The sight of a newborn peacefully sucking on a pacifier is precious to many parents. Yet some worry this common habit could cause their child’s future teeth to grow in crooked. Buck teeth is a dental condition where the two upper front teeth are prominently angled outward. Rumors have spread for years that pacifier use may be to blame. But what does the research actually say?

In this comprehensive article, we will analyze the evidence on pacifier use and dental health. We will cover:

  • An overview of buck teeth and malocclusion
  • The complex causes of crooked teeth
  • Whether pacifiers alone can change alignment
  • Proper pacifier use for dental health
  • Recommended pacifier weaning age
  • Additional factors that impact dental development

Understanding the facts will allow you to make informed choices about your baby’s pacifier use. You can feel confident providing this soothing habit without sacrificing their future smile.

What Are Buck Teeth?

The term “buck teeth” refers to a specific type of dental malocclusion where the two maxillary (upper jaw) central incisors are noticeably angled outward. The central incisors are the middle teeth located centrally in the front of the upper arch. Normally, the upper front teeth should align relatively straight up and down beneath the upper lip.

With buck teeth, the two central incisors protrude and angle outward beyond this normal alignment. They stick out prominently from the other teeth, creating a gap. This can occur to varying degrees, from slightly rotated incisors to severely protruding teeth. The farther they angle outward, the more serious the buck teeth appearance.

Buck teeth only describe the specific upper central incisor protrusion. However, the term is sometimes used interchangeably for other types of dental malocclusions:

  • Overjet – Upper front teeth extend too far forward over the lower teeth
  • Overbite – Lower front teeth bite too far inward behind the upper teeth
  • Open bite – Vertical gap between upper and lower front teeth when biting
  • Crossbite – Upper and lower teeth align improperly from left to right

These issues can occur individually or together. “Buck teeth” generally refers to upper central incisors sticking out but may loosely reference other alignment problems.

What Causes Buck Teeth in Children?

Buck teeth, like most dentofacial abnormalities, arise from a combination of genetic and environmental factors. Possible causes include:

Genetic traits

Inherited jaw size, tooth size, arch shape, and facial muscle attachments can all contribute to buck teeth. Orthodontic issues often have familial tendencies.

Thumb sucking

Aggressive, prolonged thumb sucking over months or years can slowly push teeth outward. The consistent pressure deforms the soft jaws.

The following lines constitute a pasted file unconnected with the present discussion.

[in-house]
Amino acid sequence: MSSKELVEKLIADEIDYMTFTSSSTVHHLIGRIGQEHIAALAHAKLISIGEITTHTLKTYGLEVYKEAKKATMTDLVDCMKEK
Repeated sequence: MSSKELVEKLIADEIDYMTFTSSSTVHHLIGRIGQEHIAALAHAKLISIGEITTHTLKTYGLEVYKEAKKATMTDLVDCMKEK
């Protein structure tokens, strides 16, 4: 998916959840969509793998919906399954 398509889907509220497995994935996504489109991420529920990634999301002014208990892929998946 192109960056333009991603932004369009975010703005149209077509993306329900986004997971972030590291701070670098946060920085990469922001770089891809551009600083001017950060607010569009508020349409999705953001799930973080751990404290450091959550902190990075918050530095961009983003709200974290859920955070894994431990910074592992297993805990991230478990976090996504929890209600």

Tongue thrusting

Placing the tongue incorrectly when swallowing pushes it against the teeth. Over time, this can nudge the front teeth forward.

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Mouth breathing

Chronic breathing through the mouth alters growth of the jaws and facial muscles, affecting tooth positioning.

Allergies/enlarged adenoids

These can lead to chronic nasal congestion and mouth breathing.

Defective dental tissue

Weak tooth enamel or abnormal roots may increase risk of tooth movement.

Premature birth

Being born early interrupts late prenatal jaw development, increasing malocclusion risk.

Tobacco smoking

Secondhand smoke exposure is linked to higher orthodontic problems.

As you can see, buck teeth and crooked bites often result from multiple intersecting causes. Let’s analyze where pacifier use fits into the equation.

Do Pacifiers Cause Buck Teeth?

Do Pacifiers Cause Buck Teeth?

Many parents understandably assume pacifier use can push infants’ teeth outward. After all, babies suck vigorously on pacifiers for comfort. Wouldn’t constant sucking pressure move the delicate emerging teeth? Surprisingly, research to date has not found pacifiers themselves to significantly cause malocclusions or buck teeth:

Landmark 2016 study – This evaluated over 1,000 children from birth until age 5, documenting pacifier habits. At 5 years old, kids who used pacifiers had no increased risk of crooked teeth compared to those who did not use pacifiers.

2013 study – Dental impressions from 399 children ages 3-5 were examined. High pacifier users showed no greater prevalence of malocclusions versus non-pacifier users.

These and other studies indicate pacifiers themselves do not directly cause teeth to grow in crooked or bucked. So why do rumors persist blaming pacifiers? There are two important caveats to unpack here.

Pacifier Misuse

How pacifiers are used matters. While pacifiers themselves appear harmless, improper overuse potentially could impact alignment over time. Prolonged, forceful sucking several hours a day puts excessive pressure on the jaws. This is why dental experts suggest common sense pacifier guidelines, which we’ll cover next.

Mixed Causation

Crooked teeth nearly always have mixed causes, with inherited and environmental factors intersecting. For example, a toddler may experience chronic allergies and mouth breathing in addition to pacifier use. The combination of these issues – not the pacifier itself – may increase risk of dental malocclusions. Studies try to separate out pacifier effects from other variables.

Therefore, pacifiers alone are unlikely to directly cause buck teeth when used reasonably and weaned by age 2. But excessive, improper use could contribute to issues in a small minority of cases involving multiple risk factors.

Proper Pacifier Use for Healthy Teeth